The College had been calling for improvements to nursing workforce planning long before the COVID-19 pandemic. The pressures of the last two years have only exacerbated the long-term issue of a workforce which is undervalued and under-resourced.
The Scottish government’s workforce strategy recognises the importance of getting the workforce right across health and social care services but their commitment to one per cent growth per year is inadequate and the document provides little insight into where the required registered nurses and nursing support workers will come from.
It fails to acknowledge the impact of record levels of nursing and midwifery vacancies, the significant number of nursing staff reaching retirement age and the need for more registered nurses in Scotland’s care homes and communities as people are living longer with more complex clinical needs.
In 2019 Scotland passed ground-breaking safe staffing legislation, the Health and Care (Staffing) (Scotland) Act, the first in the UK to apply to health and care services. The lack of commitment to a timetable for implementation of this safety critical legislation is out of step with the urgent nature of Scotland’s nursing staff crisis.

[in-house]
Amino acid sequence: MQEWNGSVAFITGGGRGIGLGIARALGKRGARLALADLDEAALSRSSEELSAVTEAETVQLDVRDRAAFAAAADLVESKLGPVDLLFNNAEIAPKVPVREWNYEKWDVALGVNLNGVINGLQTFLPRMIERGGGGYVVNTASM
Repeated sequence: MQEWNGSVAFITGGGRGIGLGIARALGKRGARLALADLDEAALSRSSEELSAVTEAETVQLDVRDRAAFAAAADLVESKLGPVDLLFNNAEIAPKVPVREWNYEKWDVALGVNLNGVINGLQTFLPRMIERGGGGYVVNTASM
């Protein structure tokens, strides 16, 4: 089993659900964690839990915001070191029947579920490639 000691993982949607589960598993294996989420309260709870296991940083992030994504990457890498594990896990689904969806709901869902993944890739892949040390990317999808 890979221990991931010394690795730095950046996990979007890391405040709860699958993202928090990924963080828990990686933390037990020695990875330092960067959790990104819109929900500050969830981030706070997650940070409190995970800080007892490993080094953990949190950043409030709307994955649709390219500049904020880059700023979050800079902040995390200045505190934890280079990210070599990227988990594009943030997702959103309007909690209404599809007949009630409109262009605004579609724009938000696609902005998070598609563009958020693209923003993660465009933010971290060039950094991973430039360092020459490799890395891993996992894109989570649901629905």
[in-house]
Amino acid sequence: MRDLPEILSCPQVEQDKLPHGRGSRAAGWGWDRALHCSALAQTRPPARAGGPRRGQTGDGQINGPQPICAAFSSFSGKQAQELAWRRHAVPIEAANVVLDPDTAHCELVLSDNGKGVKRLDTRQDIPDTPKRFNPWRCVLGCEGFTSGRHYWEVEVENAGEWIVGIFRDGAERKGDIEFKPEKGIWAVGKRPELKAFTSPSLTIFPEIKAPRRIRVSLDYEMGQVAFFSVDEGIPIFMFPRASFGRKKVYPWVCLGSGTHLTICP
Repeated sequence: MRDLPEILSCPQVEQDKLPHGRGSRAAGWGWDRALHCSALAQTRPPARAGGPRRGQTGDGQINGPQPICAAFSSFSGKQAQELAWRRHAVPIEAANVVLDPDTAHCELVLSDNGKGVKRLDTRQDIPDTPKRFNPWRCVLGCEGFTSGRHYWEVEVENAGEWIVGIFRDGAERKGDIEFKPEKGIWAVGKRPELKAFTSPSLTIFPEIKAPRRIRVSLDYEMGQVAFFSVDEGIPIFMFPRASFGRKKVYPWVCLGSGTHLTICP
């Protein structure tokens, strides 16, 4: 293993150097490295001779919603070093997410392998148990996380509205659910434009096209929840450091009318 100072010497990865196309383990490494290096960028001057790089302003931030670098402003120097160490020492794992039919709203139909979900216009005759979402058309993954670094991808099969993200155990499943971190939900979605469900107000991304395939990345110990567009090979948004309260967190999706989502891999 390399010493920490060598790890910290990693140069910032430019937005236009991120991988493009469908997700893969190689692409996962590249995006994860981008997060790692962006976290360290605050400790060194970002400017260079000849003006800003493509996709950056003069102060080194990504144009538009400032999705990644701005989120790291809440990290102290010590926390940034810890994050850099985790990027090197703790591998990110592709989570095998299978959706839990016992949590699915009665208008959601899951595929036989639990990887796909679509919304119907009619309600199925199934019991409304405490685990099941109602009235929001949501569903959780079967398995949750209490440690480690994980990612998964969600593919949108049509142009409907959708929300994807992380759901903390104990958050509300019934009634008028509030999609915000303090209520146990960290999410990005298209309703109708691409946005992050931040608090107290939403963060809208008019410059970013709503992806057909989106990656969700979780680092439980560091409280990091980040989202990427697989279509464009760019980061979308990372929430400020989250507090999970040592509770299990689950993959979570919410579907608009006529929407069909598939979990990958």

The Scottish Government’s continued claim that staff in Scotland are the best paid in the UK means little to nursing staff whose salaries have failed to keep pace with significant increases in the cost of living over the last 10 years. In a recent RCN member survey almost 70% of respondents said their pay was inappropriate given their role and responsibilities and of the 60% who are considering leaving their job, over half said low pay was a factor.
Commenting on the national workforce strategy, Colin Poolman, Interim Director, RCN Scotland, said:
“While the Scottish government’s vision and outcomes are laudable, the document fails to set out a clear plan for how they can be delivered.
“There is an emphasis on recruiting into the nursing profession but scant detail on how this will be achieved to tackle the record levels of vacancies or how to retain existing experienced staff – many have told us that low pay and poor staffing levels are driving them out of the profession.
“Action to address staff shortages is needed now and the lack of commitment to implementation of Scotland’s safe staffing legislation simply isn’t good enough.
“Our members have been clear that staff shortages, record levels of vacancies and the added pressures of the pandemic are having an impact on patient care and their own wellbeing. An urgent timetable for implementation of the Health and Care Staffing Act is essential.”